State of the Union address 2011

Photo: Doug Mills/The New York Times

It’s called the State of the Union Address, but the speech President Obama delivered last night might as well have been called the “State of the Future” address.

“The future is ours to win,” he said. “We are the nation that put cars in driveways and computers in offices; the nation of Edison and the Wright brothers; of Google and Facebook. In America, innovation doesn’t just change our lives. It’s how we make a living.”

Obama’s got it exactly right when it comes to the importance of innovation for our nation’s future (and the world’s, for that matter). Last night he asked Congress and the rest of the country to put our resources in the the right places, and for the right reasons.

For instance, he called for us to get 80% of our power from renewables by 2035.

Energy, of course, is what makes every other technology possible. And our over-dependence on just one source, petroleum, puts us in a bad way. Reducing our dependence on King Oil is essential just from a national security standpoint. But  the environmental and economic benefits are equally important. Getting most of our energy from homegrown, renewable sources will strengthen the country in countless ways.

Obama also, boldly, called for 1 million electric cars on our roads by 2015.

Electric Vehicles might very well be the answer to a lot of our energy problems. No fuel in the tank means no oil to secure from less-than-reliable sources. Of course that begs the question of where the electricity comes from. Right now we get most of our electric power from coal. That has to change for EVs to be part of the solution rather than adding to the problem.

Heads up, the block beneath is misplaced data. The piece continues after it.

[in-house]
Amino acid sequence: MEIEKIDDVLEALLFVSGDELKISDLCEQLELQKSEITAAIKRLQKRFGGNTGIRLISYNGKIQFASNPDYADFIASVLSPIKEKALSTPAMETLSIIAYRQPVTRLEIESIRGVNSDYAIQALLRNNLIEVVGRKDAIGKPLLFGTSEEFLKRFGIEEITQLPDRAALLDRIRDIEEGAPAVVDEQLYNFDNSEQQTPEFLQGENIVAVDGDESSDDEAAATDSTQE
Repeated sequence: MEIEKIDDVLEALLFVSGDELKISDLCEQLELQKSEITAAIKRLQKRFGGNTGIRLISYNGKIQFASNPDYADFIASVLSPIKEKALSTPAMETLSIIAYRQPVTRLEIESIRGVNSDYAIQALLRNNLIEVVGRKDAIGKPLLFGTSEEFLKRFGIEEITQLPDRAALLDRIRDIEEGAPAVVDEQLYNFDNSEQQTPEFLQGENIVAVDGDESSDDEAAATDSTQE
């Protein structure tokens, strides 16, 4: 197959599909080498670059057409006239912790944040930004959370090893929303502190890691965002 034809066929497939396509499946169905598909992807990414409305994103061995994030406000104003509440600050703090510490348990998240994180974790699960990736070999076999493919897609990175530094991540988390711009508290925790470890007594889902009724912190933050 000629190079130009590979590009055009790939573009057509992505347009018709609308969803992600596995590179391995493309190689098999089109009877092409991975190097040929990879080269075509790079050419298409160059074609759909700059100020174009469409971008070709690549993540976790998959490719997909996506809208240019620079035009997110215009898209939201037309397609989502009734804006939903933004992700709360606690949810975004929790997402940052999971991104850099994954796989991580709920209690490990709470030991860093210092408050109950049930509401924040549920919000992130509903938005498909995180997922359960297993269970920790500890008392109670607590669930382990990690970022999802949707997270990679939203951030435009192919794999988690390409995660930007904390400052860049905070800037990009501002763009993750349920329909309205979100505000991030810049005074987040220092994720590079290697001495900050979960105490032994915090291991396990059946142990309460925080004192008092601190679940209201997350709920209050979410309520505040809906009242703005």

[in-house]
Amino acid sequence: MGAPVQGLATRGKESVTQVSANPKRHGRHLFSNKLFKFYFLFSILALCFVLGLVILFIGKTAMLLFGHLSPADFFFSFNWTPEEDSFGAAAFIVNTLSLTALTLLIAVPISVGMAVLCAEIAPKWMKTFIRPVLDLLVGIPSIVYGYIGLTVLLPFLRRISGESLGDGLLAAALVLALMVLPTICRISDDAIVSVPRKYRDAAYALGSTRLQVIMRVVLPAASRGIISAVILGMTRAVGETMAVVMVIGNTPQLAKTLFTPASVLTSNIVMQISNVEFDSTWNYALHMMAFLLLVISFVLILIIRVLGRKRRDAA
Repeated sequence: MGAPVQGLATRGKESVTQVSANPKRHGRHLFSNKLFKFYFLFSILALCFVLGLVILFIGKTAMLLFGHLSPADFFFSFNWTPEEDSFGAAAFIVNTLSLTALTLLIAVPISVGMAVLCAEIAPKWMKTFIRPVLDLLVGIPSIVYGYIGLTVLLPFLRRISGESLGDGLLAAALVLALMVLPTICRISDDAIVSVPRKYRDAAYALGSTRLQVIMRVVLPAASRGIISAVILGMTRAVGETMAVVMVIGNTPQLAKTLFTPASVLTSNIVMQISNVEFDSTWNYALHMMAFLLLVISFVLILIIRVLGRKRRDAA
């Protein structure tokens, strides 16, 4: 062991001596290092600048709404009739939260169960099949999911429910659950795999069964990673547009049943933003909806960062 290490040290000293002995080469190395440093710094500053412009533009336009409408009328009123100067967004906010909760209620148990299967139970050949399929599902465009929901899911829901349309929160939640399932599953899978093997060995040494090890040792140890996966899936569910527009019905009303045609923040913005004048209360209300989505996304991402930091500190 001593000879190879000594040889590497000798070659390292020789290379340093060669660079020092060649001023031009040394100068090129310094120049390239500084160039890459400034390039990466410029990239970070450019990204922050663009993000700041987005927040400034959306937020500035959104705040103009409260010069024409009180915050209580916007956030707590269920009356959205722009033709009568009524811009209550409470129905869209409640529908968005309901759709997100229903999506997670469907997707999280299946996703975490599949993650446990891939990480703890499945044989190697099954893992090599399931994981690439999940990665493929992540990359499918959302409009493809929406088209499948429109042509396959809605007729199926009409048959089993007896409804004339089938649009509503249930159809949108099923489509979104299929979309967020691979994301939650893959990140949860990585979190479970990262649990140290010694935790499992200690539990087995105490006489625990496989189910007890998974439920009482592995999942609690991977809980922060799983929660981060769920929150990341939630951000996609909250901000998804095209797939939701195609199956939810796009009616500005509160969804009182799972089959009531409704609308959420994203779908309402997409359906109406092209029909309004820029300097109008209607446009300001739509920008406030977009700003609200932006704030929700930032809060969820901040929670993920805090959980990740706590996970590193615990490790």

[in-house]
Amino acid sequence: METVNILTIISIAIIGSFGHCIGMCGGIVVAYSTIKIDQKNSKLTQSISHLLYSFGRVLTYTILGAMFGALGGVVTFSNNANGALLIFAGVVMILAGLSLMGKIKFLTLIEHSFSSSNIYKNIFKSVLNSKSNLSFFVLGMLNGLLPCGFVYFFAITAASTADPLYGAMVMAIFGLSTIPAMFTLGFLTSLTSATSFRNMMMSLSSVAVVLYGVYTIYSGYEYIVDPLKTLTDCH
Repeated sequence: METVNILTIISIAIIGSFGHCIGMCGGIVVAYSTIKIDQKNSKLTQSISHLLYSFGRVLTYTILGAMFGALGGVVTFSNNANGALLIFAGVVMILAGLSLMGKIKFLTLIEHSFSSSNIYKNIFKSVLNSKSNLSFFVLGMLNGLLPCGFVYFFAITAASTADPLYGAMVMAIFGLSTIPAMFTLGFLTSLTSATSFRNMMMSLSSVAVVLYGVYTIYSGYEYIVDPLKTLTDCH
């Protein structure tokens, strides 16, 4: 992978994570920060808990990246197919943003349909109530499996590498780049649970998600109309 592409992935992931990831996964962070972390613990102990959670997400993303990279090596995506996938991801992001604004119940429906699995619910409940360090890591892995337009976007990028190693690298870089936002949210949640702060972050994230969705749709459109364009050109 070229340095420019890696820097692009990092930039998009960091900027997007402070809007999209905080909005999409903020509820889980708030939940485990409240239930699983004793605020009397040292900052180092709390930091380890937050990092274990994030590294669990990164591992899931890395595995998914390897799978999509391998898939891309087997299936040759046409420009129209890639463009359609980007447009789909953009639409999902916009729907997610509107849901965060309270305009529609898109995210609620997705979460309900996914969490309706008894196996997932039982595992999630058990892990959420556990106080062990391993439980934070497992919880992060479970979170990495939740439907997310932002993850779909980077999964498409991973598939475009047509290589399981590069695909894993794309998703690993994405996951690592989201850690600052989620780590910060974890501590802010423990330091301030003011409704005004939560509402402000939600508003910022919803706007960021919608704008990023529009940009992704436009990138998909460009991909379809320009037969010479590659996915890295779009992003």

Obama’s got the right idea about how to foster these and other important innovations.

“Our free enterprise system is what drives innovation. But because it’s not always profitable for companies to invest in basic research, throughout history our government has provided cutting-edge scientists and inventors with the support that they need. That’s what planted the seeds for the Internet. That’s what helped make possible things like computer chips and GPS.”

We’re seeing this played out right now in our national space program. Private companies are on the verge of taking over the job of sending astronauts and supplies to low Earth orbit. Once that happens, the government will be able to focus on extending our presence beyond low Earth orbit, where, eventually, private enterprise will again follow.

And speaking of space,

“This is our generation’s Sputnik moment,” the President said last night. “Two years ago, I said that we needed to reach a level of research and development we haven’t seen since the height of the Space Race. In a few weeks, I will be sending a budget to Congress that helps us meet that goal. We’ll invest in biomedical research, information technology, and especially clean energy technology – an investment that will strengthen our security, protect our planet, and create countless new jobs for our people.”

Here’s hoping enough members of Congress agree with these priorities to pass meaningful legislation. In the meantime, the right tone being set at the top is a huge step in the right direction.